Activision Blizzard sues California over harassment of women


Activision Blizzard

Photo: Rich Polk (Getty Images)

Activision Blizzard, the publishing giant behind everything from At the call of duty to OverwatchThe California Department of Fair Employment and Housing is suing over the “student fraternity” culture it claims has led to years of harassment and abuse of women in its workforce.

Content warning: suicide, harassment, rape

Bloomberg reports that in suit, filed July 20, is the culmination of a two-year investigation by the Department against the publisher, which said Activision Blizzard “has a long overdue need for Activision Blizzard to comply with extensive California workplace protections.

“To ensure compliance with such requirements, the case states: “DFEH is bringing government enforcement action to correct, prevent and deter [Activision Blizzard’s] violation of civil rights of the state and laws on equal pay ”.

Pointing to the lack of women in leadership positions in the company and the difficulties they faced in promoting their jobs, the lawsuit also highlights the huge differences in remuneration at the management level between women and men and says that women not only advance more slowly, they also leave. faster than their male counterparts.

The corporate culture of the “student fraternity” in the company is also mentioned as “a breeding ground for harassment and discrimination against women.” Some of the examples provided include:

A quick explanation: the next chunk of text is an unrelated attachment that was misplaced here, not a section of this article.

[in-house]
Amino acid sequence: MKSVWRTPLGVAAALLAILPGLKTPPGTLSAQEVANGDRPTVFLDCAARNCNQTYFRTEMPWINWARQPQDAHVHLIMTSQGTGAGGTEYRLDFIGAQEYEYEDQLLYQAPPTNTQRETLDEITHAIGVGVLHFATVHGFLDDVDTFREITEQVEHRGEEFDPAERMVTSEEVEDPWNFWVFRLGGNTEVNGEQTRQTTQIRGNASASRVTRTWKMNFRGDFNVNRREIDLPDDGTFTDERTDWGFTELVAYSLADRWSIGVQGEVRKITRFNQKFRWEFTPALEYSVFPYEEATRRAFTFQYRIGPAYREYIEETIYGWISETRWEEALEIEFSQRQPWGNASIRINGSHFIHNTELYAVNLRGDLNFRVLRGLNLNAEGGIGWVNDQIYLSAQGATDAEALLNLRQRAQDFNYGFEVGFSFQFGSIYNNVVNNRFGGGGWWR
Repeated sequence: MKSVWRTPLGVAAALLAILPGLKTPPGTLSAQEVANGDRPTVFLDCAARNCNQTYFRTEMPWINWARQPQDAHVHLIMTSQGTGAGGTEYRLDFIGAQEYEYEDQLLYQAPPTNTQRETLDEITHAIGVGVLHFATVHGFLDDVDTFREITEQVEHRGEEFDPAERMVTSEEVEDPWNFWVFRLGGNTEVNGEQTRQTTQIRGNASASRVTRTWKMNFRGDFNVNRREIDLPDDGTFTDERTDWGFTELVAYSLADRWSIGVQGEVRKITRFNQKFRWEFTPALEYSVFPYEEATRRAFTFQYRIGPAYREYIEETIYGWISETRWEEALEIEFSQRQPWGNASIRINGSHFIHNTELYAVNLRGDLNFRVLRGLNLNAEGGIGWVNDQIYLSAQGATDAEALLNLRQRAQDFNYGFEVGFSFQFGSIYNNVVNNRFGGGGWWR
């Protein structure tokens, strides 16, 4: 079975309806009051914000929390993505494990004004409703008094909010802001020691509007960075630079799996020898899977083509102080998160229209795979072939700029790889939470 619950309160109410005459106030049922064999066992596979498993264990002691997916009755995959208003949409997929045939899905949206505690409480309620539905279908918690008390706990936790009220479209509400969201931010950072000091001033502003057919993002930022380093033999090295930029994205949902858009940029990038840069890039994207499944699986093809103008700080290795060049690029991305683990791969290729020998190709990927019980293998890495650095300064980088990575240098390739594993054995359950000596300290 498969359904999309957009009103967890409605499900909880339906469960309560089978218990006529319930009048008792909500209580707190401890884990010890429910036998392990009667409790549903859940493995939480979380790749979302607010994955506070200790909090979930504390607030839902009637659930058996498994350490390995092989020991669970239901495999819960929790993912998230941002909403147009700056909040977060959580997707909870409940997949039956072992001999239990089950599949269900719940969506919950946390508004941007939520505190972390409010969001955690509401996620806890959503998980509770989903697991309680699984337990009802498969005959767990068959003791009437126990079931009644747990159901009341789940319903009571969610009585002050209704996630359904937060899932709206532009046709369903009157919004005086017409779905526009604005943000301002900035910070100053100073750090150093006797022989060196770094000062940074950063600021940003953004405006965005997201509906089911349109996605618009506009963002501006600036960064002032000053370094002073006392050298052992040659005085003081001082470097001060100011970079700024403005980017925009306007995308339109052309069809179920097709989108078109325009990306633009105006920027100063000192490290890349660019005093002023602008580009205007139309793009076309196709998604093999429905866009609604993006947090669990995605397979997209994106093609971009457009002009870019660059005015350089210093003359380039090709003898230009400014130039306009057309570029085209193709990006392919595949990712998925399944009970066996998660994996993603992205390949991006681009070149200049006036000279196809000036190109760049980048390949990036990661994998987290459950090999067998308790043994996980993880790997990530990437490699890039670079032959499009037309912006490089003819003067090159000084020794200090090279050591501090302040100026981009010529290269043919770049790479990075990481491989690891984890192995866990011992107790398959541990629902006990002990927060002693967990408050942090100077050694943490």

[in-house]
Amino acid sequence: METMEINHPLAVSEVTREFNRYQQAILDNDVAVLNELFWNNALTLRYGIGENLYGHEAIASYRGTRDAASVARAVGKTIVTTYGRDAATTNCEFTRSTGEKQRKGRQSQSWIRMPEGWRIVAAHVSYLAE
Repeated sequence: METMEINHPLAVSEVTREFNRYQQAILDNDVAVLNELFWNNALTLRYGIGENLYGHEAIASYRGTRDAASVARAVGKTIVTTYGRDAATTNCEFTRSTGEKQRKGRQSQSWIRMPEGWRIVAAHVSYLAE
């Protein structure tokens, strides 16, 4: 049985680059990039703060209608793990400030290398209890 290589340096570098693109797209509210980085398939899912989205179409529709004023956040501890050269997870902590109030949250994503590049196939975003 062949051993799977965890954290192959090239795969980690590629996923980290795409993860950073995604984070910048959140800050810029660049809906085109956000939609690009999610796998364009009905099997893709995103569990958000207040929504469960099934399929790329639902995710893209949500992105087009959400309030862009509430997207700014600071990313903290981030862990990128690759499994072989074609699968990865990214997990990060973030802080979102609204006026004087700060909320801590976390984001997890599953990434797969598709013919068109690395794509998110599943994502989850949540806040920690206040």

In the office, women are exposed to a “crawl on the cube,” during which male employees drink copious drinks. [amounts] alcohol when they “crawl” in different offices in the office and often behave inappropriately towards employees. Male employees proudly come to work with a hangover, play video games at work for a long time, delegate their duties to employees, make fun of their sexual contacts, talk openly about women’s bodies and joke about rape.

Female employees are subject to constant sexual harassment, including constantly reflecting unwanted sexual comments and advances from their male colleagues and executives, and grope cube crawls and other company events. Senior executives and creators engaged in blatant sexual harassment to no avail.

In a particularly tragic example, a female employee committed suicide while on a business trip with a male executive who took butt plugs and lubricant with him on the trip.

Situations were also noted where “female employees … were subjected to negative treatment due to their pregnancy,” (we announced in 2019 that Activision is committed to tracking employee pregnancies).

Leaders ignored medical restrictions on female employees and criticized them while on maternity leave. Other female employees reported that they were criticized for leaving to pick up their children from kindergarten, while their male colleagues were playing video games and female employees were kicked out of breastfeeding rooms so that employees could use the meeting room.

And cases where “women of color were particularly vulnerable targets” of “discriminatory practices.”

One African American employee noted that it took her two years to become a full-time employee, and the men hired after her became full-time employees. She was also micromanaged so that her male colleagues were known to play video games without any interference from her boss, but her boss would call and check on her if she took a break to go for a walk. Another African American IT employee, unlike the men on her team, was under the control of his manager. When she asked for a day off, her manager made her write on one page a rundown of how she would spend that time, when no one else needed to do any reviews.

The lawsuit also accuses Activision Blizzard of failing to act on “multiple complaints” of harassment, discrimination and retaliation from male colleagues in those complaints, and states that affected employees “have no incentive to complain as HR employees were known to be close to alleged persecutors.